(657b) Separation of Anhydrosugars and Phenolic Species in a Fast Pyrolysis Aqueous Product Stream Using Resin Adsorbents and Simulated Moving Bed Technology

Authors: 
Stanford, J. P., Kansas State University
Friend, A., Iowa State University
Rover, M. R., Iowa State University
Smith, R. G., Iowa State University
Brown, R. C., Iowa State University
Zhou, H., Iowa State University
Fast pyrolysis is a promising technology for the thermo-chemical conversion of lignocellulosic biomass into liquid fuels and chemicals. Bio-oil is the liquid product of fast pyrolysis and is a complex mixture of water, anhydrosugars, organic oxygenates including carboxylic acids, alcohols, aldehydes, esters, ethers, furans, ketones, and phenolic monomers, dimers, and oligomers with a variety of functional groups. The chemical complexity of bio-oil necessitates several separation and upgrading strategies be employed before it can be used as a fuel or specific groups of chemicals can be isolated for other applications.

Fractional condensation of the vapors and aerosol products exiting the pyrolyzer makes use of successive condenser stages at progressively lower temperatures and is a practical first step at separating the bio-oil components. A distinction is made between heavy components that condense in the early stages above 120 °C and the remaining light components that condense in the latter, colder stages. The heavy fraction, or “heavy ends”, contains a few percent water and consists of low to high molecular weight phenolic species and anhydrosugars. A water extraction is performed on the heavy ends yielding an organic phase containing the larger water insoluble phenolic species and an aqueous phase containing phenolic monomers to their extent of solubility in water and nearly all of the sugars present. The aqueous phase contains approximately 8 wt% phenolics and 10 to 25 wt% anhydrosugars, depending on the biomass substrate utilized and pyrolysis reactor conditions. One intended application is to hydrolyze the anhydrosugars to glucose and perform fermentation using traditional microorganisms; however, fermentation experiments indicate that the presence of phenolic monomers at concentrations above 0.1 wt% completely inhibit the microorganisms.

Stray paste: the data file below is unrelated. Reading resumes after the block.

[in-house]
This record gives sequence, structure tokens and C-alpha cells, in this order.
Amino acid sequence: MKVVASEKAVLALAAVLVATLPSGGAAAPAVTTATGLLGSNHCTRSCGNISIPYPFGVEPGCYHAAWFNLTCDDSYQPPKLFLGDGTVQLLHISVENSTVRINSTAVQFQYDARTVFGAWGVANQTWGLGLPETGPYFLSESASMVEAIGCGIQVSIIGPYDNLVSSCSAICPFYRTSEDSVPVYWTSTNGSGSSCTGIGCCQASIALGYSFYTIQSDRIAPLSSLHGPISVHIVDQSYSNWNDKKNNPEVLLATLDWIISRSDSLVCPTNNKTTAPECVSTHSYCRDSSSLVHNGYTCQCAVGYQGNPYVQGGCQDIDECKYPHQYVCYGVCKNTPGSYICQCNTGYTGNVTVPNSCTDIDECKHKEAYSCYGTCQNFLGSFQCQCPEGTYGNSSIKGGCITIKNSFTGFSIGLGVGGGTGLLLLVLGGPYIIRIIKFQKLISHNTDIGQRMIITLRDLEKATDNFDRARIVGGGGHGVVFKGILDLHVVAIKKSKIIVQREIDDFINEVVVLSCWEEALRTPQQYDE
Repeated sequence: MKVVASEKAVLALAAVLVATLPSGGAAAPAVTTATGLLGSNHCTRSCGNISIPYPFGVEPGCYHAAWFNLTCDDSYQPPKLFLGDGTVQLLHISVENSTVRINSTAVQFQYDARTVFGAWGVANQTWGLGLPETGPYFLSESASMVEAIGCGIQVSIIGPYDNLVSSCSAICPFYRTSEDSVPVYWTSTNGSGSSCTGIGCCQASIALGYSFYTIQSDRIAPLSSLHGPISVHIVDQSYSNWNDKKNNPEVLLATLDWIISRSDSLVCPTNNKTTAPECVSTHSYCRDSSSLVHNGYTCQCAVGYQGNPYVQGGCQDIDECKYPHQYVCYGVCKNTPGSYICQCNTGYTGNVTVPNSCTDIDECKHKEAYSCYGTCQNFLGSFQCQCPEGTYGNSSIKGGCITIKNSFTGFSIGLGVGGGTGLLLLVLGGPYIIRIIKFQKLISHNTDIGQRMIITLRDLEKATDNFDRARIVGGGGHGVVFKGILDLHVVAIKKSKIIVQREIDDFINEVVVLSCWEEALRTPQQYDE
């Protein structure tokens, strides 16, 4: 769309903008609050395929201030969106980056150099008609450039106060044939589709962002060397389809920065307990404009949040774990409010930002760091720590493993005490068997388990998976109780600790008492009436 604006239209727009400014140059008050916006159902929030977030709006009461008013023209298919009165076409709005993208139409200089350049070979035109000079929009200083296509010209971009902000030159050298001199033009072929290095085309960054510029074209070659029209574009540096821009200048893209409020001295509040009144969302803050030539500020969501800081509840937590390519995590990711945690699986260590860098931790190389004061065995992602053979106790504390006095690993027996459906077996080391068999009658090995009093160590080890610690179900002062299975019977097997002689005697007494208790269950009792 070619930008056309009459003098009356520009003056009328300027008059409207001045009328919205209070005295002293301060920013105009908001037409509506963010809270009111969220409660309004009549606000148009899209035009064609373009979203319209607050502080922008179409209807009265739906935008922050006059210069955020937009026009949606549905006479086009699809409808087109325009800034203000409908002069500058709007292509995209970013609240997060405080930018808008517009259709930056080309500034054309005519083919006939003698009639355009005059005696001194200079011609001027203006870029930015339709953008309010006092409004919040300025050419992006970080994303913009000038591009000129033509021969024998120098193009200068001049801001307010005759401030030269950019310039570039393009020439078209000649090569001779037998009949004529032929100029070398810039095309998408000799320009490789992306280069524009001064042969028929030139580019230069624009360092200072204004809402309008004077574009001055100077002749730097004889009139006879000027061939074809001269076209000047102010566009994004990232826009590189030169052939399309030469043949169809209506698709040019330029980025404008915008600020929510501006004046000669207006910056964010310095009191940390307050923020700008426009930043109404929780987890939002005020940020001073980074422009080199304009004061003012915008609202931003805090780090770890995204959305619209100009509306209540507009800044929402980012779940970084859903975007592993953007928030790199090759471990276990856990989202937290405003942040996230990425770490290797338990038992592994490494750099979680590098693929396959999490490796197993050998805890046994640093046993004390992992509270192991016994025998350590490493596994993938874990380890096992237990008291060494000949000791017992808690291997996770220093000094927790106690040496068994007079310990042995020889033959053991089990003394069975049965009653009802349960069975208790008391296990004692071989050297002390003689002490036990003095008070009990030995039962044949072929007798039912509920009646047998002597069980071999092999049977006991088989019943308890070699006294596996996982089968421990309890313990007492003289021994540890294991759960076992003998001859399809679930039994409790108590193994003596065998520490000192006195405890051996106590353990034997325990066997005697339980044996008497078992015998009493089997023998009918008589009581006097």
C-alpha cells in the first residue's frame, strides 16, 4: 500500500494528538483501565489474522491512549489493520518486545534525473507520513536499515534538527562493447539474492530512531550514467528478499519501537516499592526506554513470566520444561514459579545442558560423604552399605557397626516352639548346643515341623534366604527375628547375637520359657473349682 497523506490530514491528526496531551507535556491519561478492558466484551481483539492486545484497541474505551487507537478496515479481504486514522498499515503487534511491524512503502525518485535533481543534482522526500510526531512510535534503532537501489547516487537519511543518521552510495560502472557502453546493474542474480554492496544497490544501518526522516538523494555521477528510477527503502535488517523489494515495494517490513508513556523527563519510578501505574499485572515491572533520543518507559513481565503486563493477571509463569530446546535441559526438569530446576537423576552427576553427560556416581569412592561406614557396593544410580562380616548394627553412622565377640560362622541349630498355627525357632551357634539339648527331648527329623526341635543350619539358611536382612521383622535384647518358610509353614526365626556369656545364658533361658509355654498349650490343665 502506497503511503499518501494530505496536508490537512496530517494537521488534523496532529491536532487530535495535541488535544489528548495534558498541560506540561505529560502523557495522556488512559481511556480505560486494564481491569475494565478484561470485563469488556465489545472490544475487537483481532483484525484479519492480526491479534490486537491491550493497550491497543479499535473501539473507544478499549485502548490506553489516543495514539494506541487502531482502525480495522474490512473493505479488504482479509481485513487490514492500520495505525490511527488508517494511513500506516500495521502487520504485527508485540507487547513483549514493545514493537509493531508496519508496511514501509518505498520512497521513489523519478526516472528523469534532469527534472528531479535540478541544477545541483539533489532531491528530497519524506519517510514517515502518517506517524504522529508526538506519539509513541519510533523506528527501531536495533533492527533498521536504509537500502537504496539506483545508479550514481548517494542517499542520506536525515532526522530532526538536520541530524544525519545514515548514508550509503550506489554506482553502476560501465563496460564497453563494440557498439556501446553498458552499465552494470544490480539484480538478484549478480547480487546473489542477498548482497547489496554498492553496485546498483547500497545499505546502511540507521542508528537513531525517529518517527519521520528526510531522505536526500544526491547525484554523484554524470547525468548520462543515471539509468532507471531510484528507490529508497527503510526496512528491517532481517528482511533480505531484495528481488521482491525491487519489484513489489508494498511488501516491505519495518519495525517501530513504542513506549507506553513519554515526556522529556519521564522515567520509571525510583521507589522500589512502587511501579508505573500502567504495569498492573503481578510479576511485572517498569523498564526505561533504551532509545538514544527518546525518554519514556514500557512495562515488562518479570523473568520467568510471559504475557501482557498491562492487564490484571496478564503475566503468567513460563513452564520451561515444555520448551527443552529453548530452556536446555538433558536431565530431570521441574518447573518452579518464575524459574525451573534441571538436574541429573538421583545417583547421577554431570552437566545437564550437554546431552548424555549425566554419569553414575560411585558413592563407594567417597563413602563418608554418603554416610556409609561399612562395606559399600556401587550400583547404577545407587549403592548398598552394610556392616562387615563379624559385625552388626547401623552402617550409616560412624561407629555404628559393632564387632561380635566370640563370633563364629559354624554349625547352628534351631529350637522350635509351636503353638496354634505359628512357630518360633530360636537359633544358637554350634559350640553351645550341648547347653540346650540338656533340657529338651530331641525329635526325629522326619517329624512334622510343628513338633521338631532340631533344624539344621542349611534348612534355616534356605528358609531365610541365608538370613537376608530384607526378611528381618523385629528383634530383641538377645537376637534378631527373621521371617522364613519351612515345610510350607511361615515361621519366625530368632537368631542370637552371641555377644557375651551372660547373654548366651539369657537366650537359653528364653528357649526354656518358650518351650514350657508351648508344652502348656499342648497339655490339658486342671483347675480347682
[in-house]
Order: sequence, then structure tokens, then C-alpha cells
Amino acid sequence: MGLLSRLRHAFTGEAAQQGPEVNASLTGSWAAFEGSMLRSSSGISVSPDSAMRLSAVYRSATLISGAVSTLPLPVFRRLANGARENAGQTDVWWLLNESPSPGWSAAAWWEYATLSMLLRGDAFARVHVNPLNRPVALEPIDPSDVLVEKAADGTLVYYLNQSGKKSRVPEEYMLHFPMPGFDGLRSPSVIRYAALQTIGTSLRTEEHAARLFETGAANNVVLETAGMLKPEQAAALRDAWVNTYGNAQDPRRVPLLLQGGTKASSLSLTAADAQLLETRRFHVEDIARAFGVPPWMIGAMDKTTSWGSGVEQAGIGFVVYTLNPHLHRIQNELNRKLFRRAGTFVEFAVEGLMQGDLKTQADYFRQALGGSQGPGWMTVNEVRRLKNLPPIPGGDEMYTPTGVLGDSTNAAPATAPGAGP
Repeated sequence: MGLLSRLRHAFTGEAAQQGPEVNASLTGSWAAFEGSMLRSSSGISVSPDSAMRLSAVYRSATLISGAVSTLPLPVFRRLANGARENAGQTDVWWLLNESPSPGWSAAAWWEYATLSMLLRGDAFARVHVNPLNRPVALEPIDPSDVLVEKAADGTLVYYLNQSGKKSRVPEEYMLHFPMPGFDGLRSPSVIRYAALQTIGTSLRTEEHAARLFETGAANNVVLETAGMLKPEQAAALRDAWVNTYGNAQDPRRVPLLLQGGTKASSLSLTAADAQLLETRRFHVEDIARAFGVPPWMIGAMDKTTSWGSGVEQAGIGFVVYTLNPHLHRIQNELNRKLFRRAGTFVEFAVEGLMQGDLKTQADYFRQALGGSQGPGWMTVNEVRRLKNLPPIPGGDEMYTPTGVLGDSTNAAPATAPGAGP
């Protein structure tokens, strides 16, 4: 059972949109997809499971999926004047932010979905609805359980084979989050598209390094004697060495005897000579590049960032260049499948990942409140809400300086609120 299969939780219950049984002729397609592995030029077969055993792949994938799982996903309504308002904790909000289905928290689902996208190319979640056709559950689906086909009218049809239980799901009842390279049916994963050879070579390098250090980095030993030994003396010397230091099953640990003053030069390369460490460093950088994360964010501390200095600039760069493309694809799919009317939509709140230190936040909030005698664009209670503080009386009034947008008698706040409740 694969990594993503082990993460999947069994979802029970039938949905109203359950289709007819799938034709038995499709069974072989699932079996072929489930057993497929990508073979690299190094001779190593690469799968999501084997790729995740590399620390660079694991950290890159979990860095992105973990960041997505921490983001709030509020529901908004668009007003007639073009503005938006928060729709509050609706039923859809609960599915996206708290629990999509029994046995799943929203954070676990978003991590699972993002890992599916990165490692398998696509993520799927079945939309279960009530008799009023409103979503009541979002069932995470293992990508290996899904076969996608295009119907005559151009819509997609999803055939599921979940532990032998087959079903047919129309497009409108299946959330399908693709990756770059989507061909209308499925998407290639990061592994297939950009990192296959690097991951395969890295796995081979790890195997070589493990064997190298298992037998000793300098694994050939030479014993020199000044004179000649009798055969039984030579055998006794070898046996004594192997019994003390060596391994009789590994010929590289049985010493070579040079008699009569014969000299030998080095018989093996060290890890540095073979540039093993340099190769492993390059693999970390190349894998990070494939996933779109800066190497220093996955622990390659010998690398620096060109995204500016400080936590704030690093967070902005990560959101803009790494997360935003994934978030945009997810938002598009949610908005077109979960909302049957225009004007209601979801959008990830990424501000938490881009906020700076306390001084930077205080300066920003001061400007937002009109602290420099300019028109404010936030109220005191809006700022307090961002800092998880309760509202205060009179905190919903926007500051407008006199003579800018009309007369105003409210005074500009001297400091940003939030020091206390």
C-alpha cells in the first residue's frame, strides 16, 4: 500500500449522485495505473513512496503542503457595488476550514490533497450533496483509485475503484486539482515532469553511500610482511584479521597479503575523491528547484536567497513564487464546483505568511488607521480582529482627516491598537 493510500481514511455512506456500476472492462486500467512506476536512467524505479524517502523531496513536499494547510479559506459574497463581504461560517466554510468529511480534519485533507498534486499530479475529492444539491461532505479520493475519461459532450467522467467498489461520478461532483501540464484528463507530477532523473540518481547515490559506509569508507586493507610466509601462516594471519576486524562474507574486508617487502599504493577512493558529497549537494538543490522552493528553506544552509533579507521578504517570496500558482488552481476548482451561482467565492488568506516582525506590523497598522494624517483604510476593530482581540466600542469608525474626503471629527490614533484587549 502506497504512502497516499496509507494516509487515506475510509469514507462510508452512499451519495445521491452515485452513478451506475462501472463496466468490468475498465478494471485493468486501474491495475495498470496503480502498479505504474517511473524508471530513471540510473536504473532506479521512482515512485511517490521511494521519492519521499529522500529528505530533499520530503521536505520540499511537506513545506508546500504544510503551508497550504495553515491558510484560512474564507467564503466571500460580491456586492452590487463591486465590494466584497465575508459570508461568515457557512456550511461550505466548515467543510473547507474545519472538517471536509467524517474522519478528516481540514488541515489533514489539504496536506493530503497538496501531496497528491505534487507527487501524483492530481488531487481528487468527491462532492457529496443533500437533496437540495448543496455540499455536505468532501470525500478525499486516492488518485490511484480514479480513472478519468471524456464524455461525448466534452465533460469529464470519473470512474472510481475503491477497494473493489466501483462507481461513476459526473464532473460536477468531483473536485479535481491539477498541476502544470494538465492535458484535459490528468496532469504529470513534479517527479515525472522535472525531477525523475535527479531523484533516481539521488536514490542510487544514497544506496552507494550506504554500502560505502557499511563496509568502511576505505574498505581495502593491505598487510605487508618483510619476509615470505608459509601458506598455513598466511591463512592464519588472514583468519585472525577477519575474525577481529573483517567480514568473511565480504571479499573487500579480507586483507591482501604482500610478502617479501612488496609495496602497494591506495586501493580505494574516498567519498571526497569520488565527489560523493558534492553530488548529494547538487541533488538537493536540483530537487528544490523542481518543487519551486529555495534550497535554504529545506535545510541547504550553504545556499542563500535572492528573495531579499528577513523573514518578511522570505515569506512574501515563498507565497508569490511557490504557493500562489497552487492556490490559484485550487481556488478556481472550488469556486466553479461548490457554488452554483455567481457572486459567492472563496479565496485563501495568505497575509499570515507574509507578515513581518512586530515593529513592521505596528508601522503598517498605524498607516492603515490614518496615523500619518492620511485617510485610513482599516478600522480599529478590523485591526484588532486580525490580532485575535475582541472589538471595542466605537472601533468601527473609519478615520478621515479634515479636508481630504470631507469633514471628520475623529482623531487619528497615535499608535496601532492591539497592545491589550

This work explores the use of liquid phase adsorbents for the separation of phenolic species and other small organics from sugars in the aqueous phase. Adsorption equilibrium and kinetic parameters were determined for a variety of commercial polymeric resin adsorbents. This information was used to model continuous adsorption processes and assist in the design of a simulated moving bed (SMB) for this application. Single column experiments demonstrate that effective separation of sugars and phenolics is feasible and the target of producing an aqueous sugar product stream with less than 0.1 wt% phenolics is achievable. Construction of a lab-scale SMB is underway, and we intend to report on system parameters such as the purity and recovery of sugar and phenolics in the separated product streams, solvent consumption, and the overall efficiency of the separation.